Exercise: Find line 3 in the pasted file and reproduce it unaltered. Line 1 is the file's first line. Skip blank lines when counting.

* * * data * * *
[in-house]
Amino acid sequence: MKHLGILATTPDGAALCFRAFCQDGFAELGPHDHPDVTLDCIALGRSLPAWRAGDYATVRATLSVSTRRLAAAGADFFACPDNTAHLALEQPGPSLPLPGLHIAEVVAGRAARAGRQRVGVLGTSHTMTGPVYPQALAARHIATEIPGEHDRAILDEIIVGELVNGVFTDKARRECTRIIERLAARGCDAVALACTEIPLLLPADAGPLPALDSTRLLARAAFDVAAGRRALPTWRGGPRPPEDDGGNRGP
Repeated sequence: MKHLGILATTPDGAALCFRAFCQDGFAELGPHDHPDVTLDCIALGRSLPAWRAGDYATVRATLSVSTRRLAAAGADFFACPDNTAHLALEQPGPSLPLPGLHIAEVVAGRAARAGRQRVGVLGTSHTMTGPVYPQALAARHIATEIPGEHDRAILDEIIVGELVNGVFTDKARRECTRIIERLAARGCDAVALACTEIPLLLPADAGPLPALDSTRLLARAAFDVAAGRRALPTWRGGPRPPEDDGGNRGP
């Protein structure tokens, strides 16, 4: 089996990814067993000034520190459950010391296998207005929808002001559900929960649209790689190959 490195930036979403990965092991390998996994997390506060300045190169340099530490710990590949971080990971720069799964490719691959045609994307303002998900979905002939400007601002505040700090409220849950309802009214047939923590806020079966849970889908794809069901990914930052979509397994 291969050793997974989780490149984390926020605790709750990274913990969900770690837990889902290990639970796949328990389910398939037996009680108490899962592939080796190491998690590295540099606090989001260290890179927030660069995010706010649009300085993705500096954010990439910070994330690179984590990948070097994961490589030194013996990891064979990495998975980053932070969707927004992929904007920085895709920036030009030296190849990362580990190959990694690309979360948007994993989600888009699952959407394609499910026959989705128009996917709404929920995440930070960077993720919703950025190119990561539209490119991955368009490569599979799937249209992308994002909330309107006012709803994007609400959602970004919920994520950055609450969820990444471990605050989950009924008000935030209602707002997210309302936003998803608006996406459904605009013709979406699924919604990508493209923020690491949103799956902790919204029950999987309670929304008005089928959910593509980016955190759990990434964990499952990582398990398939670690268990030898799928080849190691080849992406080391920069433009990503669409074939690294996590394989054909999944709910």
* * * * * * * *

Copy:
Repeated sequence: MKHLGILATTPDGAALCFRAFCQDGFAELGPHDHPDVTLDCIALGRSLPAWRAGDYATVRATLSVSTRRLAAAGADFFACPDNTAHLALEQPGPSLPLPGLHIAEVVAGRAARAGRQRVGVLGTSHTMTGPVYPQALAARHIATEIPGEHDRAILDEIIVGELVNGVFTDKARRECTRIIERLAARGCDAVALACTEIPLLLPADAGPLPALDSTRLLARAAFDVAAGRRALPTWRGGPRPPEDDGGNRGP